Increasingly, diffusion MRI measurements are acquired in a threedimensional grid, or in multiple spherical shells. In the case of multiple spherical shells with different bvalues, the foregoing ordering scheme can be used for each shell. Then, an additional ordering scheme, such as diagonal or Cantorian ordering, can be used to traverse across different shells. An exemplary scheme for further ordering the diffusionweighting directions across multiple shells of different bvalues is illustrated in
Under the simple and special condition of every shell having the same number of points with J≧K, it can be shown that the (t)^{th }point under the Cantorian ordering can be expressed in terms of its corresponding Cartesian indices of p^{th }row and q^{th }column in the following expressions:
where ω=p+q−1.
Referring particularly now to
The pulse sequence server 710 functions in response to instructions downloaded from the workstation 702 to operate a gradient system 718 and a radiofrequency (“RF”) system 720. Gradient waveforms necessary to perform the prescribed scan are produced and applied to the gradient system 718, which excites gradient coils in an assembly 722 to produce the magnetic field gradients G_{x}, G_{y}, and G_{z }used for position encoding MR signals. The gradient coil assembly 722 forms part of a magnet assembly 724 that includes a polarizing magnet 726 and a wholebody RF coil 728.
RF excitation waveforms are applied to the RF coil 728, or a separate local coil (not shown in
The RF system 720 also includes one or more RF receiver channels. Each RF receiver channel includes an RF amplifier that amplifies the MR signal received by the coil 728 to which it is connected, and a detector that detects and digitizes the I and Q quadrature components of the received MR signal. The magnitude of the received MR signal may thus be determined at any sampled point by the square root of the sum of the squares of the I and Q components:
M=√{square root over (I ^{2} +Q ^{2})} (42);
and the phase of the received MR signal may also be determined:
The pulse sequence server 710 also optionally receives patient data from a physiological acquisition controller 730. The controller 730 receives signals from a number of different sensors connected to the patient, such as electrocardiograph (“ECG”) signals from electrodes, or respiratory signals from a bellows or other respiratory monitoring device. Such signals are typically used by the pulse sequence server 710 to synchronize, or “gate,” the performance of the scan with the subject's heart beat or respiration.
The pulse sequence server 710 also connects to a scan room interface circuit 732 that receives signals from various sensors associated with the condition of the patient and the magnet system. It is also through the scan room interface circuit 732 that a patient positioning system 734 receives commands to move the patient to desired positions during the scan.
The digitized MR signal samples produced by the RF system 720 are received by the data acquisition server 712. The data acquisition server 712 operates in response to instructions downloaded from the workstation 702 to receive the realtime MR data and provide buffer storage, such that no data is lost by data overrun. In some scans, the data acquisition server 712 does little more than pass the acquired MR data to the data processor server 714. However, in scans that require information derived from acquired MR data to control the further performance of the scan, the data acquisition server 712 is programmed to produce such information and convey it to the pulse sequence server 710. For example, during prescans, MR data is acquired and used to calibrate the pulse sequence performed by the pulse sequence server 710. Also, navigator signals may be acquired during a scan and used to adjust the operating parameters of the RF system 720 or the gradient system 718, or to control the view order in which kspace is sampled. The data acquisition server 712 may also be employed to process MR signals used to detect the arrival of contrast agent in a magnetic resonance angiography (“MRA”) scan. In all these examples, the data acquisition server 712 acquires MR data and processes it in realtime to produce information that is used to control the scan.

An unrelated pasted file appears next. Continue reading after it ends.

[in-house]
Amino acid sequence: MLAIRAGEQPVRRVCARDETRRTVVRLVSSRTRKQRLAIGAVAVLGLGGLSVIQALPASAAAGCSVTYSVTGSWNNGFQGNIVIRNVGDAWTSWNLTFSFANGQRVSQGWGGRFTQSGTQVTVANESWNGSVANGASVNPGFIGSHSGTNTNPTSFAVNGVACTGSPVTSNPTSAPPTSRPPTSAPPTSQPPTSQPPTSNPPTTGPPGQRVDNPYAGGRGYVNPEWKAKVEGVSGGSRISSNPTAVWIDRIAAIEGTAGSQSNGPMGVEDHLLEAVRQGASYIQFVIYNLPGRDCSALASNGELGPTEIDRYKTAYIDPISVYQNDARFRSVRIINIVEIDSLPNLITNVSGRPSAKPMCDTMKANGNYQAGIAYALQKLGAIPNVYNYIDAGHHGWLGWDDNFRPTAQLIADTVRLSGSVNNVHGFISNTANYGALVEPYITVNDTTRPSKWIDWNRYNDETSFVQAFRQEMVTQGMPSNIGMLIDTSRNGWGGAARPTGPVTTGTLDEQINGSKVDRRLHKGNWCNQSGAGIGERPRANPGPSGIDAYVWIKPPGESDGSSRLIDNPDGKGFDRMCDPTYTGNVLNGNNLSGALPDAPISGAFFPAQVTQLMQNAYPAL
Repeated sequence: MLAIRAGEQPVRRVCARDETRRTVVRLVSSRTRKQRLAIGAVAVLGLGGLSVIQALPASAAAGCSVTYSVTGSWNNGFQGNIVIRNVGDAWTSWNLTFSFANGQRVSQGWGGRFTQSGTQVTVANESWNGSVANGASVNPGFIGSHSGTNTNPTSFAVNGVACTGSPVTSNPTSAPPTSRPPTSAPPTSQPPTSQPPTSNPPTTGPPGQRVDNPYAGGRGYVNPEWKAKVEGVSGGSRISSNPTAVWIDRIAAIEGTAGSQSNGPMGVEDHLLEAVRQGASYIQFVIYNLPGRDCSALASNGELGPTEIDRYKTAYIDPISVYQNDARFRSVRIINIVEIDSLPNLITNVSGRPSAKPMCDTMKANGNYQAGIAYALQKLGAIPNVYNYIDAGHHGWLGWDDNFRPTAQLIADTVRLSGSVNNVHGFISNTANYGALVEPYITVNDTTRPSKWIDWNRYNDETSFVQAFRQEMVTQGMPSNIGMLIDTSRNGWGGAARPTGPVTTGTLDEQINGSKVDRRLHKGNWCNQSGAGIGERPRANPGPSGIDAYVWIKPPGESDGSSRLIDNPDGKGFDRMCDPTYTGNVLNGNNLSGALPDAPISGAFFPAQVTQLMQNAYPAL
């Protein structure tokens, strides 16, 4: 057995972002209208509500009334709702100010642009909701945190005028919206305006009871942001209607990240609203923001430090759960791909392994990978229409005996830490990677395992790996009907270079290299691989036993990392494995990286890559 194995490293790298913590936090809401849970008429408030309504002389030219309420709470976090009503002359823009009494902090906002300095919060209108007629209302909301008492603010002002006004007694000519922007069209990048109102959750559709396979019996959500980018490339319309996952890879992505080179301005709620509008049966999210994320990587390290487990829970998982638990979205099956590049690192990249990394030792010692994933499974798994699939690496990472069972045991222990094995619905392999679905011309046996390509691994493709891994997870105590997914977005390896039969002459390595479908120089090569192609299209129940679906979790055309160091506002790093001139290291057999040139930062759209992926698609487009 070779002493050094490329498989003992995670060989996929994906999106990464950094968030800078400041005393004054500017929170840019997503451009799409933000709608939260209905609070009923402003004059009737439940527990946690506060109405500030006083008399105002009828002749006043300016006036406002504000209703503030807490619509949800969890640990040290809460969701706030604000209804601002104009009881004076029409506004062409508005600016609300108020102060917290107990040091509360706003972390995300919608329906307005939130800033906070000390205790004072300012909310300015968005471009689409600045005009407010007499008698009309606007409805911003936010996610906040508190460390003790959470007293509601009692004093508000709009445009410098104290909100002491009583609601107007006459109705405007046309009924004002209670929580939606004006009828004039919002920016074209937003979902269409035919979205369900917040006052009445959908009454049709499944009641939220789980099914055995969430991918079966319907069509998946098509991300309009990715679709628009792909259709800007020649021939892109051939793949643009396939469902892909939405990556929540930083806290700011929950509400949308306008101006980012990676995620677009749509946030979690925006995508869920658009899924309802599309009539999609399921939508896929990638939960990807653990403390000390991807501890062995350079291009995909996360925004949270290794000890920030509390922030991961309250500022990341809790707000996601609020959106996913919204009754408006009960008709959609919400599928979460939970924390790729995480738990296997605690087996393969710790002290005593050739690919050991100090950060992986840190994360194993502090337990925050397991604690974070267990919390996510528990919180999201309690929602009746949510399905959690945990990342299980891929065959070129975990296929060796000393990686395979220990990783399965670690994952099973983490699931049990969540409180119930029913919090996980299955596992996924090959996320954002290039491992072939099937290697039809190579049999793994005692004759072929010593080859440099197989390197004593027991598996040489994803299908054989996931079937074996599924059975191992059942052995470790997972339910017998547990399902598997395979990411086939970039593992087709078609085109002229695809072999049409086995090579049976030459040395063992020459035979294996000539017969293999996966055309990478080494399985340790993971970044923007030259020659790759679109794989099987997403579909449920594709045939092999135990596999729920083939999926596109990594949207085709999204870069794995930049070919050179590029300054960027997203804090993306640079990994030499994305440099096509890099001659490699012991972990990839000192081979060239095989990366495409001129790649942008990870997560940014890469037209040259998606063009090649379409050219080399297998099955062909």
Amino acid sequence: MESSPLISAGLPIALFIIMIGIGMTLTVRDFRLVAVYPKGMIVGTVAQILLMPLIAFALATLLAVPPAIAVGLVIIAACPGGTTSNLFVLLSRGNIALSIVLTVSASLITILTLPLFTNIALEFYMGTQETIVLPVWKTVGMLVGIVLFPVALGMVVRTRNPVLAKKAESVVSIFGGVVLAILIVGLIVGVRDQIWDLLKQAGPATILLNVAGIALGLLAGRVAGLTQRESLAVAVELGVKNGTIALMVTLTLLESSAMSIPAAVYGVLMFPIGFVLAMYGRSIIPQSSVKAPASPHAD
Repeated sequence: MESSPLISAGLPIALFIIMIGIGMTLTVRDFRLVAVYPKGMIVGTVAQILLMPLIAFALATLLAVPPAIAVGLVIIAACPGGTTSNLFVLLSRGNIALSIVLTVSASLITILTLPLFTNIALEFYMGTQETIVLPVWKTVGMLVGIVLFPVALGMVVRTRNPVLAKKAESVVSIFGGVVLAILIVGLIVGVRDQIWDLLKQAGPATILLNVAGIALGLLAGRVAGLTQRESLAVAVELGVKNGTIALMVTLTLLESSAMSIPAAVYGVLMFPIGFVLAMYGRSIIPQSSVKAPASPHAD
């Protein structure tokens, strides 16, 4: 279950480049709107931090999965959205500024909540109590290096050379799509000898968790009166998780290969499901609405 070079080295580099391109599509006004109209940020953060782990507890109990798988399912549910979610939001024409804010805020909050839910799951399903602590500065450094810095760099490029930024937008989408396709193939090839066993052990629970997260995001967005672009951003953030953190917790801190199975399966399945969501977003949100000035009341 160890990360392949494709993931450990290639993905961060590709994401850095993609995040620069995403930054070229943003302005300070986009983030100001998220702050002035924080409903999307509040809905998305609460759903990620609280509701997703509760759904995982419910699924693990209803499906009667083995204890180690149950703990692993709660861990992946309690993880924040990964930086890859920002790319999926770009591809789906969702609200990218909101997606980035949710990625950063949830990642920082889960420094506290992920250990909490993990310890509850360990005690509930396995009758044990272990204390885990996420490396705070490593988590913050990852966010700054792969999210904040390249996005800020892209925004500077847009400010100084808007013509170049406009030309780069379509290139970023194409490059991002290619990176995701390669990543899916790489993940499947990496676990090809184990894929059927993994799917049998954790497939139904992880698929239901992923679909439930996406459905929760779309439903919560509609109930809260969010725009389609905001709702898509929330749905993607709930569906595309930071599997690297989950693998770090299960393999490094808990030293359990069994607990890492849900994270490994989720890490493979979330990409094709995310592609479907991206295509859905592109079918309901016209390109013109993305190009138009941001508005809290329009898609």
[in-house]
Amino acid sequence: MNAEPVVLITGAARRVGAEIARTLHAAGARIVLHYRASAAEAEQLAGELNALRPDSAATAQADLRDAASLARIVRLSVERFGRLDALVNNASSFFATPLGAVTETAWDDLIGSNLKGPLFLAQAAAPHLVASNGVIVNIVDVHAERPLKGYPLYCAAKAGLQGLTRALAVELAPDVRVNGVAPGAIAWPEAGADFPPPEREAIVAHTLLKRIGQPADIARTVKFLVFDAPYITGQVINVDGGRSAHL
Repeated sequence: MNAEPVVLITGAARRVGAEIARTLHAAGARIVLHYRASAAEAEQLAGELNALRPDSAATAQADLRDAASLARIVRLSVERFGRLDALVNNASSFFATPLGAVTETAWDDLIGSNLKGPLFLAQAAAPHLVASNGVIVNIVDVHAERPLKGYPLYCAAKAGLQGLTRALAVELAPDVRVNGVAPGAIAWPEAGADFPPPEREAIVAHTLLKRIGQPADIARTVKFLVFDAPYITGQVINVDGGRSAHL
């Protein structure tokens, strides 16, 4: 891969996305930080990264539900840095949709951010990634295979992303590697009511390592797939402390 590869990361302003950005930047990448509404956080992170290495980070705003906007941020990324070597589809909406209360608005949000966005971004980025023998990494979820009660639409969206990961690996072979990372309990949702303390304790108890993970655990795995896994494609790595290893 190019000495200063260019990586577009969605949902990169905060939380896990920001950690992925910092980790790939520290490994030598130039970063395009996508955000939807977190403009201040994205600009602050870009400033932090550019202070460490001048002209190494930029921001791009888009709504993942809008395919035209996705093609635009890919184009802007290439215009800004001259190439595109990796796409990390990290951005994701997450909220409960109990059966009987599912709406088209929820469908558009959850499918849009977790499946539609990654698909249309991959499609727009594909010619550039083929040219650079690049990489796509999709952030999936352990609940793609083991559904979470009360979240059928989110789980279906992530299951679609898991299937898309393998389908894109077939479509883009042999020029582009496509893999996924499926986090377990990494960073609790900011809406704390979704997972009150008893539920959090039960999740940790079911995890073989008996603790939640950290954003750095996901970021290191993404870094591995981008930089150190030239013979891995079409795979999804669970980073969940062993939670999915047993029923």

The data processing server 714 receives MR data from the data acquisition server 712 and processes it in accordance with instructions downloaded from the workstation 702. Such processing may include, for example: Fourier transformation of raw kspace MR data to produce two or threedimensional images; the application of filters to a reconstructed image; the performance of a backprojection image reconstruction of acquired MR data; the generation of functional MR images; and the calculation of motion or flow images.
Images reconstructed by the data processing server 714 are conveyed back to the workstation 702 where they are stored. Realtime images are stored in a data base memory cache (not shown in
The present invention has been described in terms of one or more preferred embodiments, and it should be appreciated that many equivalents, alternatives, variations, and modifications, aside from those expressly stated, are possible and within the scope of the invention.